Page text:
Key components are volatile oil (8% consisting of up to 80% anethole, 18-22% fenchone and methyl chavicol), flavonoids, coumarins (including bergapten), and sterols.  Fenchone is a pungent gas.  Estragole is a phytoestrogen that mildly mimics the female hormone, estrogen, and was once used to produce a synthetic version used in the treatment of bloating, breast tenderness, other PMS symptoms, and cramping.  Fennel seed extracts have proven to calm muscle spasms by reducing smooth muscle contractions.  Studies indicate that substances in fennel can reduce airway congestion by thinning and loosening phlegm, which tends to support the addition of fennel in numerous European cough remedies.

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Fennel is claimed to be an antidote to poisonous herbs, mushrooms and snakebites.  It also has been used for the treatment of gastroenteritis, indigestion, to stimulate lactation and as an expectorant and to stimulate menstrual flow.  Tea made from crushed fennel seeds has been used as an eyewash for conjunctivitis.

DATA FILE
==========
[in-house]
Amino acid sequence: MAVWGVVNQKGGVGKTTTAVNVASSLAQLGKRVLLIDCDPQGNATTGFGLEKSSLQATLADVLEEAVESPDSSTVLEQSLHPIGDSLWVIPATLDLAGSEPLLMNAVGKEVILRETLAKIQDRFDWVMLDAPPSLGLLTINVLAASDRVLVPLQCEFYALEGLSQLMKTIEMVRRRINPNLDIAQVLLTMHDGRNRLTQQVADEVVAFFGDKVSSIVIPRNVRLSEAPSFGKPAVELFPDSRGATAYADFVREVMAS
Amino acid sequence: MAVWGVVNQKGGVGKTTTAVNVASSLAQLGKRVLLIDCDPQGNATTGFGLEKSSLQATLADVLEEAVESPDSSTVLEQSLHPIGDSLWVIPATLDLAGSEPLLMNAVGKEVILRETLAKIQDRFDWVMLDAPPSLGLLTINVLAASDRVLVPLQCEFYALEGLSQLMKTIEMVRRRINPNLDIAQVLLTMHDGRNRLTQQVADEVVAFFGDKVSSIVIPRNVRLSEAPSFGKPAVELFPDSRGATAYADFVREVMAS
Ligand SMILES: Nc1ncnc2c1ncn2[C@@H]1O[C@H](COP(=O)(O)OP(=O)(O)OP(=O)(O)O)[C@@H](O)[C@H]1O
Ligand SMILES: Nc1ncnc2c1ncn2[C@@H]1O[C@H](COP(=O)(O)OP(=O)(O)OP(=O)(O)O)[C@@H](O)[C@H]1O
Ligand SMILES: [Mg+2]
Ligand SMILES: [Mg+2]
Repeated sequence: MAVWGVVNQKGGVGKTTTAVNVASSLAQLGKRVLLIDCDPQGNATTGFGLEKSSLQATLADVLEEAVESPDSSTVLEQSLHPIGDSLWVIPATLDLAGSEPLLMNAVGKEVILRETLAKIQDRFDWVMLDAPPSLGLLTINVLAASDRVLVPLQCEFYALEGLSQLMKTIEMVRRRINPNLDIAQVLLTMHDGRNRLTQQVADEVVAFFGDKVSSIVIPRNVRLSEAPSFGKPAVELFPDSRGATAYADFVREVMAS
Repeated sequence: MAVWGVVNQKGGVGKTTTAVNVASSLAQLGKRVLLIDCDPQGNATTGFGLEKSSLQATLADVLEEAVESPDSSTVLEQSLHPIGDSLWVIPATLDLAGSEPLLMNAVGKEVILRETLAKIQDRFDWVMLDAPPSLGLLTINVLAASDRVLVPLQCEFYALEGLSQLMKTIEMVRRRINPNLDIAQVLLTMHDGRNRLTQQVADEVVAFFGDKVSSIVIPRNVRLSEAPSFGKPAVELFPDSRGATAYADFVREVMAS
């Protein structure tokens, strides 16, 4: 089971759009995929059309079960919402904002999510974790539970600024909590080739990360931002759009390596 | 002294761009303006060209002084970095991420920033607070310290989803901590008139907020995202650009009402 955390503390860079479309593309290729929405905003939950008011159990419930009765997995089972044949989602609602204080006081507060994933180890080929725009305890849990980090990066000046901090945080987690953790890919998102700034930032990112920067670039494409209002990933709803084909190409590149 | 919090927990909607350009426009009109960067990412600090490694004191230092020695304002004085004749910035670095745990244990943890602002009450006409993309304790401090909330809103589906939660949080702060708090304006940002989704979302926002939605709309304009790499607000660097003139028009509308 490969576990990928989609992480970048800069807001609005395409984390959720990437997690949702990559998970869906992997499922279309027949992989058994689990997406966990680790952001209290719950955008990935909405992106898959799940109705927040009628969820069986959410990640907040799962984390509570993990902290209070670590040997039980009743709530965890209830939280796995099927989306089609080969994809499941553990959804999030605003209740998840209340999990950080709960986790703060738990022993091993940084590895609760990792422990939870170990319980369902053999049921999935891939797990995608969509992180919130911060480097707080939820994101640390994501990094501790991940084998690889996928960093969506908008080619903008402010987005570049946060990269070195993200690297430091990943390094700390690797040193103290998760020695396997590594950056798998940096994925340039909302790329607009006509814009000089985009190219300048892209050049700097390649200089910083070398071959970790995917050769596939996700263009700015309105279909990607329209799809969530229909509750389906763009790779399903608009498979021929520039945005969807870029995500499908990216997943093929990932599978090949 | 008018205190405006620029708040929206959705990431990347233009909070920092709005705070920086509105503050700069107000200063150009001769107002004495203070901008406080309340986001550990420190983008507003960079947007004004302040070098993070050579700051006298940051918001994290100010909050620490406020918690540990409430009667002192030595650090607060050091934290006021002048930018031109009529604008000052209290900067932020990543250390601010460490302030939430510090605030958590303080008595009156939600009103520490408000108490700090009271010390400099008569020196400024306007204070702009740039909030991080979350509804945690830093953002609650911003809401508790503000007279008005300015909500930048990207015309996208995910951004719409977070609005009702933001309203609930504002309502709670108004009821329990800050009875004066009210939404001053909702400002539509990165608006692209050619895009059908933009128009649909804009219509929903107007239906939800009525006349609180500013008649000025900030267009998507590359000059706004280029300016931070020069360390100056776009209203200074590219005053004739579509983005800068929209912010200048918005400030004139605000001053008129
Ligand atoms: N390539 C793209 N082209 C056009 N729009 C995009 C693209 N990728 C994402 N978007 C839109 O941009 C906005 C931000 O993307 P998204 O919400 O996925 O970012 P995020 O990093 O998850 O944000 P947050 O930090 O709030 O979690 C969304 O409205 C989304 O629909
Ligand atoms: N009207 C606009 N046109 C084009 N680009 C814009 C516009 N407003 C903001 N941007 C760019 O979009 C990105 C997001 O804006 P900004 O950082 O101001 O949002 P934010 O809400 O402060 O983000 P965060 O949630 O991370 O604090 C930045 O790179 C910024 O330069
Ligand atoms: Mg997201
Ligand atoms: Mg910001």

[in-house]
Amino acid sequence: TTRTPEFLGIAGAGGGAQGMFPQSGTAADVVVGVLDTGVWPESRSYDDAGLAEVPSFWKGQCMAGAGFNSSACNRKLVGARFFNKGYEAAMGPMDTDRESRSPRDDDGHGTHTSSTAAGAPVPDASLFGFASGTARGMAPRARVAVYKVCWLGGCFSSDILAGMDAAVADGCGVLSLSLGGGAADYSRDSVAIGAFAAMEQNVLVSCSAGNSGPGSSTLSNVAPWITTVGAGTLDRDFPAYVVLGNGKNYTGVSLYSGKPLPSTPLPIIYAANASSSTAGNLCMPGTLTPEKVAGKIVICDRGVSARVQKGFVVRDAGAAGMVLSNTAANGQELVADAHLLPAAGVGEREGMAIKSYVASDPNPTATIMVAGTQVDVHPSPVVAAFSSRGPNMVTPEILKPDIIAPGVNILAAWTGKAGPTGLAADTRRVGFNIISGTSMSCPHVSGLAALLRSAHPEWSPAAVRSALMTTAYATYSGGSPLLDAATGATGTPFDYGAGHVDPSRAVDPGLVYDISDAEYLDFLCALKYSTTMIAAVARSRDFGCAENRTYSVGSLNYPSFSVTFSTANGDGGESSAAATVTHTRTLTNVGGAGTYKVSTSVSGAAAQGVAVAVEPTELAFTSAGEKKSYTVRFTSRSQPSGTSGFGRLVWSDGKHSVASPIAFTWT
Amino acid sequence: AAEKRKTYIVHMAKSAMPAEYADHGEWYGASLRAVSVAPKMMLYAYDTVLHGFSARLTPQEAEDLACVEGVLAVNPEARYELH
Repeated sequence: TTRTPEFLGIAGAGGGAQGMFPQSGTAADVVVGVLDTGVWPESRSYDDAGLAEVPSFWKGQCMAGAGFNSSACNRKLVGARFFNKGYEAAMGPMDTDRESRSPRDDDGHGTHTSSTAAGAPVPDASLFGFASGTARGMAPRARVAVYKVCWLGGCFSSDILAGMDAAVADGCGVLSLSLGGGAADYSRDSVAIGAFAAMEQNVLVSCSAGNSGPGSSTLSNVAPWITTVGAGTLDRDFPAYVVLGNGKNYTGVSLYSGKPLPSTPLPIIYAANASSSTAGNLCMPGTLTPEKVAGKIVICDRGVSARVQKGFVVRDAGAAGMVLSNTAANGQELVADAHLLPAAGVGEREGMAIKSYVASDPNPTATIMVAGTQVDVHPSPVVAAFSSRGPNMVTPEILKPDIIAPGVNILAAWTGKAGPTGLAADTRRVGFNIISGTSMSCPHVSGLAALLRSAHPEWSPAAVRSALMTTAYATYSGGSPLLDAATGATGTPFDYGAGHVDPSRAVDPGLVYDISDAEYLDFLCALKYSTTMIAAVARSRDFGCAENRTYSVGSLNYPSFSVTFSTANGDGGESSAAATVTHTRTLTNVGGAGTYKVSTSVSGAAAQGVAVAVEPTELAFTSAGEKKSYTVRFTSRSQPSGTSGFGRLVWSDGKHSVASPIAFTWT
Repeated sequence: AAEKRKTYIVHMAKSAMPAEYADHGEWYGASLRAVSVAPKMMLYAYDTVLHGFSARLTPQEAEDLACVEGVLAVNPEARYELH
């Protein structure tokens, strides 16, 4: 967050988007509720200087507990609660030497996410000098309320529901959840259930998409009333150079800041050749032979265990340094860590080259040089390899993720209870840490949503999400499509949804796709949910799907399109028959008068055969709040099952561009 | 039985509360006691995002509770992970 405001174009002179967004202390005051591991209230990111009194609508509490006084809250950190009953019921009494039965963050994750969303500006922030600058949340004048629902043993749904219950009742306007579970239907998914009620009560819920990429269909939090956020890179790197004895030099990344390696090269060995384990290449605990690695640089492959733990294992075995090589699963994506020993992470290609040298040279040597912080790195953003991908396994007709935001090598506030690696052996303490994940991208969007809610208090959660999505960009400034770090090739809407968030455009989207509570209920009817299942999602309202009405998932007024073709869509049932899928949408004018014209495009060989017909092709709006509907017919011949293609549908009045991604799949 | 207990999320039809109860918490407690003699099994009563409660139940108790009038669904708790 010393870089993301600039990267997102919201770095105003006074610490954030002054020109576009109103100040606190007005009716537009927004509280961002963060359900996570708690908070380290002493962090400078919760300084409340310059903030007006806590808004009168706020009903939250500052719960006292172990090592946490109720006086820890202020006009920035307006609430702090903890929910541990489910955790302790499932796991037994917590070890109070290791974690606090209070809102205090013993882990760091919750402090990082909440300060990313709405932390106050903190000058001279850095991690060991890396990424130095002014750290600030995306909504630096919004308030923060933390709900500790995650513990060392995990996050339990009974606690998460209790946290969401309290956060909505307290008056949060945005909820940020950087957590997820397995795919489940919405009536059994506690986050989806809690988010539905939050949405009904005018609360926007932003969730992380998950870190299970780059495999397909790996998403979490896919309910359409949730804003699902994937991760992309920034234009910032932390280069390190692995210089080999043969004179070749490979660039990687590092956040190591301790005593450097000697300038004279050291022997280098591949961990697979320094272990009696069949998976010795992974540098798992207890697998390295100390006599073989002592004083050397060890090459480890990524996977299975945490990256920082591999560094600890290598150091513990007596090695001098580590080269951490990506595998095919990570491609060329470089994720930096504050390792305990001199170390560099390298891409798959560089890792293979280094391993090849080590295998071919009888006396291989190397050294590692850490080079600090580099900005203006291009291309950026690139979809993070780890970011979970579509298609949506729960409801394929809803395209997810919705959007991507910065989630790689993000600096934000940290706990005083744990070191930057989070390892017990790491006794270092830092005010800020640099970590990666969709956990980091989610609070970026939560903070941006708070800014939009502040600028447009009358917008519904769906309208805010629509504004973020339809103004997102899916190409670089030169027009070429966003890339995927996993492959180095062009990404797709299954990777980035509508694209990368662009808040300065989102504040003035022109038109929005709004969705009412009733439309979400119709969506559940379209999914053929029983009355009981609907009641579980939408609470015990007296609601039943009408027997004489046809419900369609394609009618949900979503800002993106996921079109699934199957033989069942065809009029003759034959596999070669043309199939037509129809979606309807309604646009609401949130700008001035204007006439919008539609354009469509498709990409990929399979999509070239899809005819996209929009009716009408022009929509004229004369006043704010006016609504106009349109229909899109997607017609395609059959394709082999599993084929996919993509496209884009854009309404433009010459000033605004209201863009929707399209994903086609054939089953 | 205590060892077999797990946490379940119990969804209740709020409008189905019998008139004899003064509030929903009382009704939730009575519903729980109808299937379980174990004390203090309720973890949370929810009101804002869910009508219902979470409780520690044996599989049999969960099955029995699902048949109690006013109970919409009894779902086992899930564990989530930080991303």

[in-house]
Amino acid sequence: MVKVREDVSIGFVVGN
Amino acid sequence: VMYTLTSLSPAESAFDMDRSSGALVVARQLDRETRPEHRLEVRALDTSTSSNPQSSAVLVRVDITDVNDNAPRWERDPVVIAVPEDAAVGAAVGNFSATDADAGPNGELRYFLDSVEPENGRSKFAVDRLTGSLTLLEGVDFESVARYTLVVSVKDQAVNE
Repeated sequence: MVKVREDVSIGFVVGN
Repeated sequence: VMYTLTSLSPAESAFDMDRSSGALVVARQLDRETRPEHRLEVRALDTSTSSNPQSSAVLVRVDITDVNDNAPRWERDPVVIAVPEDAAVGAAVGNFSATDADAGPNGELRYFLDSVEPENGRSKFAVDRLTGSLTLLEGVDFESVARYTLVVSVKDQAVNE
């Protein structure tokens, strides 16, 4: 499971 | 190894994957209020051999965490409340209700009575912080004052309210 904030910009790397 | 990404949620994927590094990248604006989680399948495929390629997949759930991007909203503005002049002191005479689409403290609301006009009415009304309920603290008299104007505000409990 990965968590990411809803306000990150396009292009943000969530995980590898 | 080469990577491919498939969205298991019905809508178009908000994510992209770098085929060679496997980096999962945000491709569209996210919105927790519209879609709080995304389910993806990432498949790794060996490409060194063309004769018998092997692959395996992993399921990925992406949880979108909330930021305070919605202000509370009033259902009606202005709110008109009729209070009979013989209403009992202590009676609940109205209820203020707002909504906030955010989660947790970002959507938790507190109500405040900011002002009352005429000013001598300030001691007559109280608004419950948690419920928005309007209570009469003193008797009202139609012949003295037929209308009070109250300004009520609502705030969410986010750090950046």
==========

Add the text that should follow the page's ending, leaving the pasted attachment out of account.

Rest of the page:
As an herbal medicine, fennel is reputed to increase milk secretion, promote menstruation, facilitate birth, ease the male climacteric, and increase the libido.  These supposed properties led to research on fennel for the development of synthetic estrogens during the 1930s.

An infusion from the seeds makes a good gargle for sore throats or used as a mild expectorant.

A syrup made from an infusion is given for colic and teething pain in babies.  A decoction from the seeds is used in Chinese medicine to relieve abdominal pains, colic, and stomach chills.

The primary use for the herb is for digestive upsets and settling stomach pain while stimulating the appetite.  The seeds are soothing for the digestive system.  Essential oil is used for digestive and relaxing needs.  Tinctures from the seeds are used for digestive problems.

Mouthwash and gargles are made from infusions for gum disorders, loose teeth, laryngitis, and sore throats.